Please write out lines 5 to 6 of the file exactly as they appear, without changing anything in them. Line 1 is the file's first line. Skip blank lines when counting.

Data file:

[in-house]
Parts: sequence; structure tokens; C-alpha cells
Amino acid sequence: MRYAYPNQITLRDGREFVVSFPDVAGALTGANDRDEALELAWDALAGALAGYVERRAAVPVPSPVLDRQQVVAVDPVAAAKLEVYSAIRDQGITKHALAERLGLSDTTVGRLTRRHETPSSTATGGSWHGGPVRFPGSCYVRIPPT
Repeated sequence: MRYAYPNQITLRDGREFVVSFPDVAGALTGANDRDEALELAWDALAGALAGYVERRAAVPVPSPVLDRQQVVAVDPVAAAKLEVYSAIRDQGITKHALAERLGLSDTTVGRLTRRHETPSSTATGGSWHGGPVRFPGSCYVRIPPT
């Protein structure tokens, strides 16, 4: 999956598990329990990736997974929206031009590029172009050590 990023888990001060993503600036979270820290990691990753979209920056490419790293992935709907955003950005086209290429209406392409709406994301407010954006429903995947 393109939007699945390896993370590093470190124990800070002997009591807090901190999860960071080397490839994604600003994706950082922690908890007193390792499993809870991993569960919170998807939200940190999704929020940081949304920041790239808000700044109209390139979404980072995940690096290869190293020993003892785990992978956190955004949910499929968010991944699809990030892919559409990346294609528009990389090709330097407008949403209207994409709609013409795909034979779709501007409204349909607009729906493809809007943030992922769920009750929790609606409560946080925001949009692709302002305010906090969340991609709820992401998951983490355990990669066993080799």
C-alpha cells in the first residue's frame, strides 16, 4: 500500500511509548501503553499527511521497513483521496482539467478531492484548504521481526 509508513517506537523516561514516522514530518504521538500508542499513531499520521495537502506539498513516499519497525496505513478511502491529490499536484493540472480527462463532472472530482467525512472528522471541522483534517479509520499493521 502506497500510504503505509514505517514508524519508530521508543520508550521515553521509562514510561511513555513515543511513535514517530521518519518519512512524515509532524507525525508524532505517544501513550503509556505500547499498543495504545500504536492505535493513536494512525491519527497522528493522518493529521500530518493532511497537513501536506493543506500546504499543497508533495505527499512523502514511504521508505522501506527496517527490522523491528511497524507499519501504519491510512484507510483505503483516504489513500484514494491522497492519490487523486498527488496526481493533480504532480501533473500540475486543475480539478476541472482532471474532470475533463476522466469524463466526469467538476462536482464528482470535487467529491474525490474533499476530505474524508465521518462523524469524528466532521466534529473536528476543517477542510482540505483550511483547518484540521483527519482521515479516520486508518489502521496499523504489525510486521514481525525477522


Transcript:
């Protein structure tokens, strides 16, 4: 999956598990329990990736997974929206031009590029172009050590 990023888990001060993503600036979270820290990691990753979209920056490419790293992935709907955003950005086209290429209406392409709406994301407010954006429903995947 393109939007699945390896993370590093470190124990800070002997009591807090901190999860960071080397490839994604600003994706950082922690908890007193390792499993809870991993569960919170998807939200940190999704929020940081949304920041790239808000700044109209390139979404980072995940690096290869190293020993003892785990992978956190955004949910499929968010991944699809990030892919559409990346294609528009990389090709330097407008949403209207994409709609013409795909034979779709501007409204349909607009729906493809809007943030992922769920009750929790609606409560946080925001949009692709302002305010906090969340991609709820992401998951983490355990990669066993080799």
C-alpha cells in the first residue's frame, strides 16, 4: 500500500511509548501503553499527511521497513483521496482539467478531492484548504521481526 509508513517506537523516561514516522514530518504521538500508542499513531499520521495537502506539498513516499519497525496505513478511502491529490499536484493540472480527462463532472472530482467525512472528522471541522483534517479509520499493521 502506497500510504503505509514505517514508524519508530521508543520508550521515553521509562514510561511513555513515543511513535514517530521518519518519512512524515509532524507525525508524532505517544501513550503509556505500547499498543495504545500504536492505535493513536494512525491519527497522528493522518493529521500530518493532511497537513501536506493543506500546504499543497508533495505527499512523502514511504521508505522501506527496517527490522523491528511497524507499519501504519491510512484507510483505503483516504489513500484514494491522497492519490487523486498527488496526481493533480504532480501533473500540475486543475480539478476541472482532471474532470475533463476522466469524463466526469467538476462536482464528482470535487467529491474525490474533499476530505474524508465521518462523524469524528466532521466534529473536528476543517477542510482540505483550511483547518484540521483527519482521515479516520486508518489502521496499523504489525510486521514481525525477522